White House aide with Utah ties accused of domestic abuse

SALT LAKE CITY -- Utah Senator Orrin Hatch faced serious criticism when it looked like he responded to serious domestic violence allegations against a former aide by forcefully defending Rob Porter against his two ex-wives.

As allegations of prolonged physical and verbal abuse came out, news outlets received a statement in which Hatch said it was "...incredibly discouraging to see such a vile attack on such a decent man."

Hatch's office tells Fox 13 the senator made that statement at the urging of the White House, without getting the full picture of the allegations.

"Senator Hatch was informed on Tuesday of a coordinated effort to smear Rob," Hatch Spokesman Matt Whitlock said. "The smear was being coordinated by Rob's political rivals, and Senator Hatch was told it would be a baseless attack using details from his two divorces."

Whitlock tells Fox 13 that Hatch released a very different statement when he learned the allegations were serious charges directly from both of Porter's ex-wives.

"Senator Hatch, despite knowing Rob for a number of years, had never been aware of any of the disturbing details of his personal life," Whitlock said. "After the two accounts were published he drafted the second statement [Wednesday morning] clarifying that domestic abuse is unacceptable," Whitlock said.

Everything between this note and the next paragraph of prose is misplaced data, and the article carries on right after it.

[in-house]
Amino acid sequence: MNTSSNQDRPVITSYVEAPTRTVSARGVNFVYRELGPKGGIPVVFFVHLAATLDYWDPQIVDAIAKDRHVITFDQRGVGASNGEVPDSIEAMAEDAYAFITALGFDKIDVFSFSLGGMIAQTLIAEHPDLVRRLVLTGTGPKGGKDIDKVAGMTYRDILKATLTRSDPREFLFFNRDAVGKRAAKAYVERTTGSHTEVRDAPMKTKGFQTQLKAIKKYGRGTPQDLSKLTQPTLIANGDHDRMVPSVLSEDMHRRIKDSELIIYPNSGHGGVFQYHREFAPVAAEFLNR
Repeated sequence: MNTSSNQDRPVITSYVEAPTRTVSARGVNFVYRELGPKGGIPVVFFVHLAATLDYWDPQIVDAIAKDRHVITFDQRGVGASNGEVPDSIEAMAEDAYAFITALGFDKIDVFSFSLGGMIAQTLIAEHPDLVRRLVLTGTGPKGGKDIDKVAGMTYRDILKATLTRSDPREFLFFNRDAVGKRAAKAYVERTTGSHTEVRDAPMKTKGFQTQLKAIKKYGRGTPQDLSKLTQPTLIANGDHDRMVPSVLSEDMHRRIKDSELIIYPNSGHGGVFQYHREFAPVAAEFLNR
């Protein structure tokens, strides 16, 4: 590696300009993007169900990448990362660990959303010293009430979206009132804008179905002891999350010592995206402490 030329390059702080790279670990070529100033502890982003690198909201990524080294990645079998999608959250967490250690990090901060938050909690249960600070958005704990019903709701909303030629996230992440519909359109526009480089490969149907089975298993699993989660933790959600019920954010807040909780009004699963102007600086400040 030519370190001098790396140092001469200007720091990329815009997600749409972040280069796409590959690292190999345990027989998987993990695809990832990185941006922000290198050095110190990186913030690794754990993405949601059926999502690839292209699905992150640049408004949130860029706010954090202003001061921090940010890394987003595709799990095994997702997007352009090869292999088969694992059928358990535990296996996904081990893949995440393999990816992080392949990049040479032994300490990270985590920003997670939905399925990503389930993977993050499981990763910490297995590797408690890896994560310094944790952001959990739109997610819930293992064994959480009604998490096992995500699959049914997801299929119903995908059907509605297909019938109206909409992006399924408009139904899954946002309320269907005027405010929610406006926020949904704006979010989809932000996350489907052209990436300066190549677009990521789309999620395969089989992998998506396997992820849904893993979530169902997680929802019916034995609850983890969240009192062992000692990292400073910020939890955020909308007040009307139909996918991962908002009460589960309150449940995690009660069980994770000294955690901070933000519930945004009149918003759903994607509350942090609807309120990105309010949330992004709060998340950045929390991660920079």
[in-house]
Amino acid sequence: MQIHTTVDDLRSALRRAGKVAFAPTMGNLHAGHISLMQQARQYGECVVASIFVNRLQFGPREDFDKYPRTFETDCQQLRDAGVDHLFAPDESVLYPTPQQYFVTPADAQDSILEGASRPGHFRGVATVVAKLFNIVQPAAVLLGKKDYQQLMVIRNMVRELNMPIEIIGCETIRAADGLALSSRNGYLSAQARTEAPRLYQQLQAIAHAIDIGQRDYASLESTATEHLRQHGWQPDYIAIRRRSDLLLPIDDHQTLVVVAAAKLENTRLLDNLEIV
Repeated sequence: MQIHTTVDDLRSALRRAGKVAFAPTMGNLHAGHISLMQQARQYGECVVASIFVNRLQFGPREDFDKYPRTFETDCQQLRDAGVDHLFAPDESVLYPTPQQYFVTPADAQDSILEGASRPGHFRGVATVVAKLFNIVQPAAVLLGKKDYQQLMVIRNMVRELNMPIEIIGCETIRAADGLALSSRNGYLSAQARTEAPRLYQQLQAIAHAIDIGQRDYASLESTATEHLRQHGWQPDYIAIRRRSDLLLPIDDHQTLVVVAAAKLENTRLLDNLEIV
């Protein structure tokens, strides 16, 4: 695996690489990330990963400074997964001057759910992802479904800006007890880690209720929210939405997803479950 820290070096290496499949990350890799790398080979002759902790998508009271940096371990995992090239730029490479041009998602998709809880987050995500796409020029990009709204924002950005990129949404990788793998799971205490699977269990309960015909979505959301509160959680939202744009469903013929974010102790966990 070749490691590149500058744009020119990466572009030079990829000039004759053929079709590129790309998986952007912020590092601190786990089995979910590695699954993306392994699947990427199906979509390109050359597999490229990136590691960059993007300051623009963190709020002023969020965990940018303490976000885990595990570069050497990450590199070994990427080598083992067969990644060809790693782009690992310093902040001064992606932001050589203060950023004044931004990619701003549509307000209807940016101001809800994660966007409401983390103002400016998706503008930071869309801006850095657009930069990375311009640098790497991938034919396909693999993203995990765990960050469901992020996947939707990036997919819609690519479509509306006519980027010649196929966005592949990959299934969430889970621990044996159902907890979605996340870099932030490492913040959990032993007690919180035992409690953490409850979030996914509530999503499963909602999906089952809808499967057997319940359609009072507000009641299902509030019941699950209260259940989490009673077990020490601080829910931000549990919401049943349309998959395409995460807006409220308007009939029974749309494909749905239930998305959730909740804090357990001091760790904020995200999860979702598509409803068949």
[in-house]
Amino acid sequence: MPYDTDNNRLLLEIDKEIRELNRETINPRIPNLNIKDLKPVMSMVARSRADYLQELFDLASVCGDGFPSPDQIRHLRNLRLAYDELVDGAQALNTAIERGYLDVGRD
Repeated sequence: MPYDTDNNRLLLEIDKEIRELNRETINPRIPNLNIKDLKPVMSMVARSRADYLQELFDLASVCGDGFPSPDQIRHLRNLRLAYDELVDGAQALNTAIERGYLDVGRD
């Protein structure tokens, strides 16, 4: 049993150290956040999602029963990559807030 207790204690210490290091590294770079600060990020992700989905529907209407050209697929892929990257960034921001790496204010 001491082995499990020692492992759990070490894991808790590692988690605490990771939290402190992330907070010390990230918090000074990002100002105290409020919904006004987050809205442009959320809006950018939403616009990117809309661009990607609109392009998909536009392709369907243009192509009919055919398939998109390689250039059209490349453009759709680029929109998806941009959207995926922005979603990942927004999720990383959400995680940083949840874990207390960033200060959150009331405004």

After Hatch released the second statement, the White House sent news outlets the first statement.

While Hatch didn't know of the allegations, it's becoming clear a number of people did.

Both women say they told FBI investigators during background interviews for Porter's security clearance. That information was likely available to White House Chief of Staff John Kelly. Porter never received that security clearance.

Porter's second ex-wife, Jennifer Willoughby, also wrote a blog post in April of 2017 saying that she had confided with others who encouraged her not to report the abuse because such reports would hurt his career.

"When I tried to get help, I was counseled to consider carefully how what I said might affect his career," Willoughby wrote.

In an unusual twist, Whitlock also says Hatch was led to believe former campaign manager for President Donald Trump, Corey Lewandowski, was responsible for the story.

Lewandowski, Hatch was told, was jealous because Porter was dating Trump communications director Hope Hicks. Lewandowski and Hicks were said to have had a stormy relationship during the presidential campaign.

Porter resigned Wednesday.

Porter served as Chief of Staff to Hatch for one year before taking his job at the White House. Before that he served two years on Senator Mike Lee's staff. Porter was a visiting scholar at BYU before going to work in Washington.